Sahara Abdi is an author and the founding director of Northern Voice Trust, an organization dedicated to creating a reading culture among pastoralist children in Northern Kenya. Through Northern Voice Trust, Sahara has delivered thousands of books to public primary schools in Mandera and Marsabit, Kenya, sharing the wonders of worlds that books deliver to a new generation. She has since published three children’s books: Araweelo, A Boy Named Salah and My Brother With The Colorful Brain. Her other works include short stories, Uncurse Us, Remembering, and We Are Stories.
Good morning, Sahara Abdi
A very good morning to you!
What motivates you to write for children?
There is a background story as to how I found myself writing for children. I grew up in a home surrounded by books, at a time when children like me didn’t have the privilege; that is, having a book. I developed reading skills at a young age and found a world of wonder in books and stories.
However, I recall reading books that felt so out of touch with my own world. I was a child surrounded by camels and cows and my people’s way of life. But the books I could read, and those which were available, were all from a white society. They talked of snow, princesses, and Christmas trees that I never till date can relate with.
So when I started my organization for literacy, some decades later, I came to find that the challenge was still very much present; that these children, who look like me, and perhaps loved reading like me, still couldn’t hold or find one storybook that related to them; to their world. That is when I took it upon myself to write those books myself—the ones I would have loved to read as a child. That is why my first two books are customized for the pastoralist children, to give them representation, and to make them feel that they too can belong to a book. That is my how and why for writing for children. It is more of a responsibility than anything.
What do you want to demonstrate through My Brother With The Colourful Brain ?
My Brother With The Colourful Brain is a book on neurodiversity, and it was inspired by my own son, the experiences I have had with him, and the questions my daughter was asking me: “What is wrong with my brother?”, “Why are we always visiting the hospital with him?”
In an attempt to answer her, (that there was nothing wrong with her brother, but he lived with a condition she needed to know and understand in order to get along with him easily) I birthed the book.
Neurodiversity is a big word for children – even for adults, to be honest. So I used the idea of a colourful brain to make the understanding light, so children can explore and interact with the concept.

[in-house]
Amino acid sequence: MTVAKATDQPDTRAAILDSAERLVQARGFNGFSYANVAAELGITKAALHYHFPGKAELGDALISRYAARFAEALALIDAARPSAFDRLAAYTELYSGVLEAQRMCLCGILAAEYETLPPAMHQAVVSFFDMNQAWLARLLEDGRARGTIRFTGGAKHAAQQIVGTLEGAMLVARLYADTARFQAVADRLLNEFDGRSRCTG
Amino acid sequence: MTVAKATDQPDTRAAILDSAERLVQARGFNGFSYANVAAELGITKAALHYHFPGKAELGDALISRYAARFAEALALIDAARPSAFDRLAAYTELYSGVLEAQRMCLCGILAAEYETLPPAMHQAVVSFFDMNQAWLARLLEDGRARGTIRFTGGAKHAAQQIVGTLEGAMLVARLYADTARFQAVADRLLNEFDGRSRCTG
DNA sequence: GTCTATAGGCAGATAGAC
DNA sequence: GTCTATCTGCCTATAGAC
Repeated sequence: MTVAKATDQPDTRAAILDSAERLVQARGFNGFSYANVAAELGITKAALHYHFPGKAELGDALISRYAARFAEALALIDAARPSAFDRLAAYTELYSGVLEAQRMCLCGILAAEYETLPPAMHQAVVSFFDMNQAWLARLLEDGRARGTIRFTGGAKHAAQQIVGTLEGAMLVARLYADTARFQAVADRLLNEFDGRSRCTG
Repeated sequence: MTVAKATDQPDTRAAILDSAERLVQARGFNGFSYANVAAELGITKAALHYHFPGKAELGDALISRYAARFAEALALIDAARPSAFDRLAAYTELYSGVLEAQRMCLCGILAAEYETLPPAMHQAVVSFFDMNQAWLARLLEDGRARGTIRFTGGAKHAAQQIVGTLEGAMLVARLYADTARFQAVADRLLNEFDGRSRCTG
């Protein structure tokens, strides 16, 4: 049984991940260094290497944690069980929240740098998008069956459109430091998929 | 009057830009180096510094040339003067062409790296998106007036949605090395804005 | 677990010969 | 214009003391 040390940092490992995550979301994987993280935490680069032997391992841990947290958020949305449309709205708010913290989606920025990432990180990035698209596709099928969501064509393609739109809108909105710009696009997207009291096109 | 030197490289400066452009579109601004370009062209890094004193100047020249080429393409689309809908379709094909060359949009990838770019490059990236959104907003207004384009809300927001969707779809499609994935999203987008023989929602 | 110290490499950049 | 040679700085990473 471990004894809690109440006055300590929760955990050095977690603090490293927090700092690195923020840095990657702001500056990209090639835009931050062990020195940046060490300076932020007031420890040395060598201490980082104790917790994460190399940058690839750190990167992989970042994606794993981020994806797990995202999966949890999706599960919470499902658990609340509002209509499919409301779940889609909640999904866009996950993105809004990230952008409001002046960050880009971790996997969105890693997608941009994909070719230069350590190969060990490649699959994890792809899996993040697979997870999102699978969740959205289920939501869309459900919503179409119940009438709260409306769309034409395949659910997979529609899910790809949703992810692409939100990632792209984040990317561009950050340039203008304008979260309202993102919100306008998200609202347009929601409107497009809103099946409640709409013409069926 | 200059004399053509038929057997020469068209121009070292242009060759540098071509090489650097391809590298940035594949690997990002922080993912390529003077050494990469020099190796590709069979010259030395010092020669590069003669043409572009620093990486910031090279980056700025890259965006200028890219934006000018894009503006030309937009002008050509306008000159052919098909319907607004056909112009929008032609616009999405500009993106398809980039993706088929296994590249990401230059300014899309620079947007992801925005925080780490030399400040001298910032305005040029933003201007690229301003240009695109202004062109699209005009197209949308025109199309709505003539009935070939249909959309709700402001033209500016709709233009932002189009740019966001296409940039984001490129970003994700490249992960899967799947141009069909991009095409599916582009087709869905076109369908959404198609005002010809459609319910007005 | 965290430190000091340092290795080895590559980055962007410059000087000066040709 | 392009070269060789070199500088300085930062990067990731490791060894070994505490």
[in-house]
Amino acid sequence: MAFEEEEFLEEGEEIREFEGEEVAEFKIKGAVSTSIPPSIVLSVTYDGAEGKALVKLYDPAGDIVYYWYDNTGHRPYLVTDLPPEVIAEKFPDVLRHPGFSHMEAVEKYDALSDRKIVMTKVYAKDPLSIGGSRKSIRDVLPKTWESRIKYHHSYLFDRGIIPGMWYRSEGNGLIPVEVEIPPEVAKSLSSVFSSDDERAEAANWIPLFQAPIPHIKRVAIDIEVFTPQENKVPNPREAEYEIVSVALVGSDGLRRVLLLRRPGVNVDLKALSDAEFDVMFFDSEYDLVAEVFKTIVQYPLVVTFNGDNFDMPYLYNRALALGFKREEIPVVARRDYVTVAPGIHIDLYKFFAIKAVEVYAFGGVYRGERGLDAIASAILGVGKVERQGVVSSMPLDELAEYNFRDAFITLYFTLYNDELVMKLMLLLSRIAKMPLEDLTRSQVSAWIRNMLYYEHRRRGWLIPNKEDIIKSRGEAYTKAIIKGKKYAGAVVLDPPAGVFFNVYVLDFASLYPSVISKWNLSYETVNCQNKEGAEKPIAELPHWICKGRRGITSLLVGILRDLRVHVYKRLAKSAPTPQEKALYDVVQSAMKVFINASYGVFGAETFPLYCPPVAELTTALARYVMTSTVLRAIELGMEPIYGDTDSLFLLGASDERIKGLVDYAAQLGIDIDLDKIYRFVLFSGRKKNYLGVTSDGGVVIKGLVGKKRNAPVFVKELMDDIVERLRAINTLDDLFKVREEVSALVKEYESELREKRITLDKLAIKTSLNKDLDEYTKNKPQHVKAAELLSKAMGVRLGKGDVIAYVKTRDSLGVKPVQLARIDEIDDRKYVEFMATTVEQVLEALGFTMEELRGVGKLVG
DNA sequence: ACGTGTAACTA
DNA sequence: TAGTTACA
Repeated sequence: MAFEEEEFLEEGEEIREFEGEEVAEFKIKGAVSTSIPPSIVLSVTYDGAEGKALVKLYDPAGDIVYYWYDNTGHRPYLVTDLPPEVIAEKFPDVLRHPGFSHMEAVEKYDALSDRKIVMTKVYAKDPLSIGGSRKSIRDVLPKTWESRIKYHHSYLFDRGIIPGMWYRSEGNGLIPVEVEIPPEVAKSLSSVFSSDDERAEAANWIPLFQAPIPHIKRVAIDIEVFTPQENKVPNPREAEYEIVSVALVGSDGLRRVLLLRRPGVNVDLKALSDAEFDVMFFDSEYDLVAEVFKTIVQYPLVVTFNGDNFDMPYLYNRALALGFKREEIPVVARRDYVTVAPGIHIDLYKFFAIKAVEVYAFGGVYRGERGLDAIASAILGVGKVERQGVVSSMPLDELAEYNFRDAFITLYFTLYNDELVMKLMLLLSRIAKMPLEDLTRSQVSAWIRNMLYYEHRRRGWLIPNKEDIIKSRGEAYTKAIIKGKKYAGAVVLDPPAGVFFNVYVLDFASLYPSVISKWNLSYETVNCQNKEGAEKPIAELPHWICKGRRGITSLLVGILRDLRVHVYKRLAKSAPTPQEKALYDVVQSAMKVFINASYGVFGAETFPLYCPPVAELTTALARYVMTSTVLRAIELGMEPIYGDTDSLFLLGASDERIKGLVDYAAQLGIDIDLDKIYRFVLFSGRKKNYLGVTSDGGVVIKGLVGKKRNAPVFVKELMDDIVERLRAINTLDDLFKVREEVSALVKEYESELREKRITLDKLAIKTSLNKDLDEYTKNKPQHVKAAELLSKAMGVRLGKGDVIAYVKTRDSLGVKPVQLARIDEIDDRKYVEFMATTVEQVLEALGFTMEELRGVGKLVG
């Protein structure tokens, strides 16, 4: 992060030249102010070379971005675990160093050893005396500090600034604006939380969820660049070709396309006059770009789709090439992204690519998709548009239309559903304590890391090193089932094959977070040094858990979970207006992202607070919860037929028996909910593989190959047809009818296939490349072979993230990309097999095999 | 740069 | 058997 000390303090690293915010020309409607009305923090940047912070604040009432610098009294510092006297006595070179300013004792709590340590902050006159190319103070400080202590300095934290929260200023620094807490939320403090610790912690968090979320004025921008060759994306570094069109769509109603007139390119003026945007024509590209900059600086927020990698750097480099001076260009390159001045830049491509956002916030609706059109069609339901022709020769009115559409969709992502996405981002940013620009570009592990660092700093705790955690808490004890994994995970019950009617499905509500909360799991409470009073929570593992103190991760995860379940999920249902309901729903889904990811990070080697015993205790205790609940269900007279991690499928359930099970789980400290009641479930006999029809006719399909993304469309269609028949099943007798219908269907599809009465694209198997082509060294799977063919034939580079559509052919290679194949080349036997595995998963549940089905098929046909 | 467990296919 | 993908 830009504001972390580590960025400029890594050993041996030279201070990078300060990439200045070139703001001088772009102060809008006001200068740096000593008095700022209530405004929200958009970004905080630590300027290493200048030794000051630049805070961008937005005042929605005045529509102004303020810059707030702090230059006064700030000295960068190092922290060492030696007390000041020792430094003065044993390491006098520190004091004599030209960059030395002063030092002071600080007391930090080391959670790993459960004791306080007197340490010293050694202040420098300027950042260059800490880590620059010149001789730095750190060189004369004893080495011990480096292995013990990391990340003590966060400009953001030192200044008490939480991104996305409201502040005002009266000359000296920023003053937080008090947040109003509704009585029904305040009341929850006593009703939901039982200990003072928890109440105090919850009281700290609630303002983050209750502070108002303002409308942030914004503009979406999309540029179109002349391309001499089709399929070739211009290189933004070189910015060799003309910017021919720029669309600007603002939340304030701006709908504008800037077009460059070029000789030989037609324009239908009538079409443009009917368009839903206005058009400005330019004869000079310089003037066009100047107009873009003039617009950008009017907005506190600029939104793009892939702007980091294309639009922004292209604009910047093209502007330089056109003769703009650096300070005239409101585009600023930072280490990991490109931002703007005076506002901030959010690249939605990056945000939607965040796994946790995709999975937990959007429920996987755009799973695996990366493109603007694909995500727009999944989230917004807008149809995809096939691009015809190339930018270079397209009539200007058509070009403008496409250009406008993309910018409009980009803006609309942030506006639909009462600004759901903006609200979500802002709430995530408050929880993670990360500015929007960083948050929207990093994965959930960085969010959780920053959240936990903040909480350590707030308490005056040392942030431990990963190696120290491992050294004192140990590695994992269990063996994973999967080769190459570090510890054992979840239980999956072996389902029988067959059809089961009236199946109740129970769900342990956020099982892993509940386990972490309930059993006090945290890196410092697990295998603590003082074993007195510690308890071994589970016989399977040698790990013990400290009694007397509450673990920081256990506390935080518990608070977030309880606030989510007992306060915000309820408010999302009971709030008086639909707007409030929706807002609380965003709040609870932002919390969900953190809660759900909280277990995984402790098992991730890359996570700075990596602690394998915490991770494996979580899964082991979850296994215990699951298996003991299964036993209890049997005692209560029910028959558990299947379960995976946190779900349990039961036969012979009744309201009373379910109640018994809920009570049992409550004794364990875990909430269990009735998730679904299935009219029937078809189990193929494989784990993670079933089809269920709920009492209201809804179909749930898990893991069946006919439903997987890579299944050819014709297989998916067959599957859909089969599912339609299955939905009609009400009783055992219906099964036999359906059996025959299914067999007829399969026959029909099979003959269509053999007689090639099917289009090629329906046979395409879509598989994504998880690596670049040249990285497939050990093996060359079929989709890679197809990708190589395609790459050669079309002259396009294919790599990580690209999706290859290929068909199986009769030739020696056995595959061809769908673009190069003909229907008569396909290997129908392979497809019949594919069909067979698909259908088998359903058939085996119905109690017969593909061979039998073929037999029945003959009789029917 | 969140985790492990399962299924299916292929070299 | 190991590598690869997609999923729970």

I also, through experience, learned that as a society, we only know black and white. We know nothing in between; only two sides, two extreme ends. That is why it is so easy for us to label what we don’t understand instead of finding out. I feel that our neurodiverse children come with very colorful brains we do not understand as a society, and because we only know white and black, we find it hard to understand their world.
I would hope to inspire the world to walk into the world of these children and immerse ourselves in it; to meet them where they are, instead of expecting them to fit into our world. That is what I want to demonstrate to the world.
What are your plans for children’s literature and education?
I will obviously continue writing for children – a duty first, because I have two young children of my own – and not just write, but write the right stories for children of the African continent to relate with, and see themselves in.
Photo credit: Sahara Abdi
My biggest goal now is to write in local languages and to ensure our heritage is preserved through these books. And as an organization, my commitment is to put a book in every child’s hands. I dream that I will be able to read a book to a child in Sudan, in Cameroon, in Tanzania, deep in Ethiopia as well; to play with them, and to show them they too can dream, and hope, and be.
What message would you like to pass on to your young readers?
Read, and read more, and even if you read already, read more. There is a world out there that you only find in reading, and that opens up your world. Reading gives you a freedom no other thing can give you. It unlocks your imaginative power, and gives you a foundation to build on.
We can only be free as a continent when we think, and we can only think by reading first, and then writing. Let us reclaim our power that was taken away, by rewriting the narrative.
Any last words?
The only power that no one can take away from you is your story, ensure you own it. You tell it only how you can tell it. Do not believe one that is not invented by you. Do not die with your story.